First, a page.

SACRAMENTO – California lawmakers are considering legislation that would require hospitals, clinics and skilled nursing facilities to pay medical professionals $10,000 in "hero pay" for their work during the COVID-19 pandemic.

But some employers and business groups have bristled at the $7 billion price tag, calling the bill "dangerous and costly."

Assembly Bill 650 by Assemblyman Al Muratsuchi, D-Rolling Hills Estates, would award bonuses in four equal payments of $2,500 during 2022, with smaller bonuses for those who work part time. The pay would be spread out in hopes that the cash would entice health care workers to remain in their jobs, said the bill's main proponent, the Service Employees International Union California, a labor union whose membership includes health care workers.

"We had the privilege of working from the safety of our homes. Our front-line health care workers day in and day out had to go on the front lines of this pandemic and go into combat against this horrific virus," Muratsuchi said. "They went to work putting themselves at risk on a daily basis to take care of our families, our loved ones, those among us who suffered and died from this terrible virus."

The bill faces a vote in the Assembly this week. If it passes, it will then head to the Senate for consideration.

Under the legislation, hazard pay bonuses would be paid next year on Jan. 1, April 1, July 1 and Oct. 1 to each health care worker who qualifies. If an employer already gave workers bonuses during the pandemic, that could be subtracted from their employees' cash awards. The bill exempts small health care providers with fewer than 100 employees.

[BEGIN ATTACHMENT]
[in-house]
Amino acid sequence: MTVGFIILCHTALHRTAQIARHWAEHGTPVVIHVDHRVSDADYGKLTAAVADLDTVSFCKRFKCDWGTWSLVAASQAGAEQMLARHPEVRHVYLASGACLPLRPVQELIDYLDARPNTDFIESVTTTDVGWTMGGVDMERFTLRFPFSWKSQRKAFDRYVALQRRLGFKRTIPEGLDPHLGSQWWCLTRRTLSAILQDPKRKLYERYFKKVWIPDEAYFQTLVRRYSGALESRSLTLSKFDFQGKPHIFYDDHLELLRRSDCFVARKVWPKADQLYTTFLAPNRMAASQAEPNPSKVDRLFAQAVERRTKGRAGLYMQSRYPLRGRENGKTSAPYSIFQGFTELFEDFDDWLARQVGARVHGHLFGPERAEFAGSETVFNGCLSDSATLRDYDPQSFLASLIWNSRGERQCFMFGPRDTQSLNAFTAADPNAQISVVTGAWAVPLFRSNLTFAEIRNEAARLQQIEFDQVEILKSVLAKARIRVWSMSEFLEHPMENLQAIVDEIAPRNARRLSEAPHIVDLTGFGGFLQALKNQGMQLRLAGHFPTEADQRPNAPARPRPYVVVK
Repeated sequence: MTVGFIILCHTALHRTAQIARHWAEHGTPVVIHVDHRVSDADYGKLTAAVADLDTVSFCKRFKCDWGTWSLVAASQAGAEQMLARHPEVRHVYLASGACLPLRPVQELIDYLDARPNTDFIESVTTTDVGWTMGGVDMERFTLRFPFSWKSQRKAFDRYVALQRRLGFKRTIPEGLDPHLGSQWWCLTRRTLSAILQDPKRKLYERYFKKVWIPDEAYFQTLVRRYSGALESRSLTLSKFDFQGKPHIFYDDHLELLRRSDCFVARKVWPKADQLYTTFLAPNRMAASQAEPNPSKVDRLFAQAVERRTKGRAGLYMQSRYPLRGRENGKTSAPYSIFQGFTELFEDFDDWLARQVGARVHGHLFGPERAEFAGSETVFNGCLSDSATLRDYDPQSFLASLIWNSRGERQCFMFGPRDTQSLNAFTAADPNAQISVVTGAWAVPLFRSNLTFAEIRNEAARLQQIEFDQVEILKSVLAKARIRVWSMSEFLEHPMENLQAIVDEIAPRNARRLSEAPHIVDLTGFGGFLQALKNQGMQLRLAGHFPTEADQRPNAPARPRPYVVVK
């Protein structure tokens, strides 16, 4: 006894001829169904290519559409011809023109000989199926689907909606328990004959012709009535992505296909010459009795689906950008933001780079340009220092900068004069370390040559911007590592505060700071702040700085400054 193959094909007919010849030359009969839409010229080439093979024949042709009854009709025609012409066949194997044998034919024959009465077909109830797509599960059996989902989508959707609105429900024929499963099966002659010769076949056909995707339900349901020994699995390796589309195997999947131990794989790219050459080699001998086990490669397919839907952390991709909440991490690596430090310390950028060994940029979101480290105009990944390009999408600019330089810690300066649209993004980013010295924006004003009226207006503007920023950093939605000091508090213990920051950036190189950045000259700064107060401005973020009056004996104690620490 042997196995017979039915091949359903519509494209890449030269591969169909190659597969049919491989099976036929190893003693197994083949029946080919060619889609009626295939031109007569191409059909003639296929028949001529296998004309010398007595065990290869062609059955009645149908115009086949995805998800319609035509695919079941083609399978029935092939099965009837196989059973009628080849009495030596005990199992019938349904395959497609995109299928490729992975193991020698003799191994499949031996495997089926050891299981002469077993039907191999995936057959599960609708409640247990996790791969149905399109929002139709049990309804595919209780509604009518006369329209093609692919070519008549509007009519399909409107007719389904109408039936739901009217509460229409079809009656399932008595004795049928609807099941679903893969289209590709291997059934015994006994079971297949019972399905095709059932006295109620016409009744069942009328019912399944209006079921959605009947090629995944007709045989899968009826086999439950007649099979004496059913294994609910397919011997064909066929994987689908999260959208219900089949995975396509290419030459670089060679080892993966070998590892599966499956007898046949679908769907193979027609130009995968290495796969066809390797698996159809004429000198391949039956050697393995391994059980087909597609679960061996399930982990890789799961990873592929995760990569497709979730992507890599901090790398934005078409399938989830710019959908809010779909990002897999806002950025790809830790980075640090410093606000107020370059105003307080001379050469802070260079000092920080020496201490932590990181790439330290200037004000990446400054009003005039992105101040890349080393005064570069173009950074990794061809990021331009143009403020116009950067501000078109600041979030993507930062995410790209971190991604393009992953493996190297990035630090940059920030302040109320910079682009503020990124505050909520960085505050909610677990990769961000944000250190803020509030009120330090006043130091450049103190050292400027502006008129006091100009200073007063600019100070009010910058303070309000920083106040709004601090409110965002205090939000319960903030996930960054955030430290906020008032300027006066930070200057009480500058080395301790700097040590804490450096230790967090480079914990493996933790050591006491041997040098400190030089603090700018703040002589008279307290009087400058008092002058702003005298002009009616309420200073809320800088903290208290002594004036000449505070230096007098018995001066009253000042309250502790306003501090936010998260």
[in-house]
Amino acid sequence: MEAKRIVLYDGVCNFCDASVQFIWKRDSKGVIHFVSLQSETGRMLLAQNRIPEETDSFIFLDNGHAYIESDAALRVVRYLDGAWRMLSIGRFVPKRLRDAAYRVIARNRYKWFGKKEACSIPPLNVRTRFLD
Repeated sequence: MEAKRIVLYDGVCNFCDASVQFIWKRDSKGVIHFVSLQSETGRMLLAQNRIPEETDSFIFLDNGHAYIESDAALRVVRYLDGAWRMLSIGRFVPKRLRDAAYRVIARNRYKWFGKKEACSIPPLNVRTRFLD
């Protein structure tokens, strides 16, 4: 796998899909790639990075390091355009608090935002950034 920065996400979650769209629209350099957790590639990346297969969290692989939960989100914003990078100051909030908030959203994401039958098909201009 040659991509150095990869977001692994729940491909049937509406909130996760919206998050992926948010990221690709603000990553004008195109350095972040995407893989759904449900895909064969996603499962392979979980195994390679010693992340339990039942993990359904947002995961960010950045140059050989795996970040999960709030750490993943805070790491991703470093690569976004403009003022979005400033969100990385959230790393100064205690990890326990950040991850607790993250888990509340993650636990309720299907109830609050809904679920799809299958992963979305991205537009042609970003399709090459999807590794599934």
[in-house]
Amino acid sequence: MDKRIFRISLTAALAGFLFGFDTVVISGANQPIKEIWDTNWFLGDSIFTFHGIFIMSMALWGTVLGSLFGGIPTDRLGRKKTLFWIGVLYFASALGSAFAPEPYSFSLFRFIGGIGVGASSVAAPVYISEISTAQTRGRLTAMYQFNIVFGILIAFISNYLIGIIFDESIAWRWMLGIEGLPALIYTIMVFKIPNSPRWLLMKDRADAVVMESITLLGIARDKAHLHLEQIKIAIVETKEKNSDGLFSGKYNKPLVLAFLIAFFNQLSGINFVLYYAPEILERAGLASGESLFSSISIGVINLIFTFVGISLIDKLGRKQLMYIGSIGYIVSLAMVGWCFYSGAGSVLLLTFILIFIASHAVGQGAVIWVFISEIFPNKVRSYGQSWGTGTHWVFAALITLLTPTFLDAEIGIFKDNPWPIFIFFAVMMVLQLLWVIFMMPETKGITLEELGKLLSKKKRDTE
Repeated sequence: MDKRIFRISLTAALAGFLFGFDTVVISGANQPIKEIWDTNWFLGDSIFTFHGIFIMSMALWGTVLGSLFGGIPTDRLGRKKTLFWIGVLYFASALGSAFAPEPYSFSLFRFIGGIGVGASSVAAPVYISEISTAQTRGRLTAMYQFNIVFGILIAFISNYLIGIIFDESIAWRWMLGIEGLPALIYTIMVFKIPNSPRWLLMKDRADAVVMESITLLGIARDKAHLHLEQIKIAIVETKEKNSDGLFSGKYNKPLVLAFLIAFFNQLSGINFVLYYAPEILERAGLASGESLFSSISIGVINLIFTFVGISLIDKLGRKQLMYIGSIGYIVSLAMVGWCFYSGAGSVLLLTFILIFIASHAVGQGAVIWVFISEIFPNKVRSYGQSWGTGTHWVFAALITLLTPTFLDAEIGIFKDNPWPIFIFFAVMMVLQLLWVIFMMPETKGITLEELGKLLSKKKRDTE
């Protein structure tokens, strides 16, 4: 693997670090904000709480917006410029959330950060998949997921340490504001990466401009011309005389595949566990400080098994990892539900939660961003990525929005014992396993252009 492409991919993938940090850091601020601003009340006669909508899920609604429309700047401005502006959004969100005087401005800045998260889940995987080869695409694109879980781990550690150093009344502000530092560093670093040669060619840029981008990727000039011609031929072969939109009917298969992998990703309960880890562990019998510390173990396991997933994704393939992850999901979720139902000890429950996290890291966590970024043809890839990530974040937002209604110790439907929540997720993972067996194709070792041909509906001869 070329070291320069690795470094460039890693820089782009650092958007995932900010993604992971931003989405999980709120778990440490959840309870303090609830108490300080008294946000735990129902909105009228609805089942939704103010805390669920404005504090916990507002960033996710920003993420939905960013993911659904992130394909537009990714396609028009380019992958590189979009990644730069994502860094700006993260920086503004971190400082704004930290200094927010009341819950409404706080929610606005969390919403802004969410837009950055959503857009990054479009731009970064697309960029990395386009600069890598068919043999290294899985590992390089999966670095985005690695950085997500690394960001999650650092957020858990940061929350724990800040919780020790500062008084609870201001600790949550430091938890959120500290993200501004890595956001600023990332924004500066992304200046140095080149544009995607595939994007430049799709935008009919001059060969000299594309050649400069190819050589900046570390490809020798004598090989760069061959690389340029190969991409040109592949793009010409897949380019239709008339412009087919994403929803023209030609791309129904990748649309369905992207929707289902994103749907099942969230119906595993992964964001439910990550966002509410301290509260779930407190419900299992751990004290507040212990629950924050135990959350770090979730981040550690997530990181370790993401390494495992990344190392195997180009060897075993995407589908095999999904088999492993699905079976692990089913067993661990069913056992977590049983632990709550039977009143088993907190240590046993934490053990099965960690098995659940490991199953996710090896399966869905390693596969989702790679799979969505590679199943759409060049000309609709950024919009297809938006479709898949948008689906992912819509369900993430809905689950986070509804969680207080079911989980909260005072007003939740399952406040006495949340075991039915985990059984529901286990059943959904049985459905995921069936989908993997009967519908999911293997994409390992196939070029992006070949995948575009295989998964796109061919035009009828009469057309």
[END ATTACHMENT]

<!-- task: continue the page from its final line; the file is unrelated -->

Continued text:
Alex Hawthorne, a lobbyist for the California Hospital Association, said the massive price tag to offer the bonuses comes as hospitals are digging out of the financial hole left by the pandemic. Hawthorne said hospitals in the state received $8.6 billion in federal relief, but suffered $14 billion in losses during the pandemic. Half of the hospitals in California are operating at a loss, he said.

Hospitals estimate that the bonuses in the bill would cost them $4 billion statewide, according to an Assembly analysis of the bill.

"We have had to make monumental operational changes that have crippled our hospitals' finances," Hawthorne said.

Amendments made Tuesday to the bill allow a health care employer to seek an exemption by declaring under punishment of perjury that they can't afford to pay the bonuses to employees.

The California Chamber of Commerce included the bill on its annual "job killer" list that highlights laws that corporate interests say will hurt employment and the economy.

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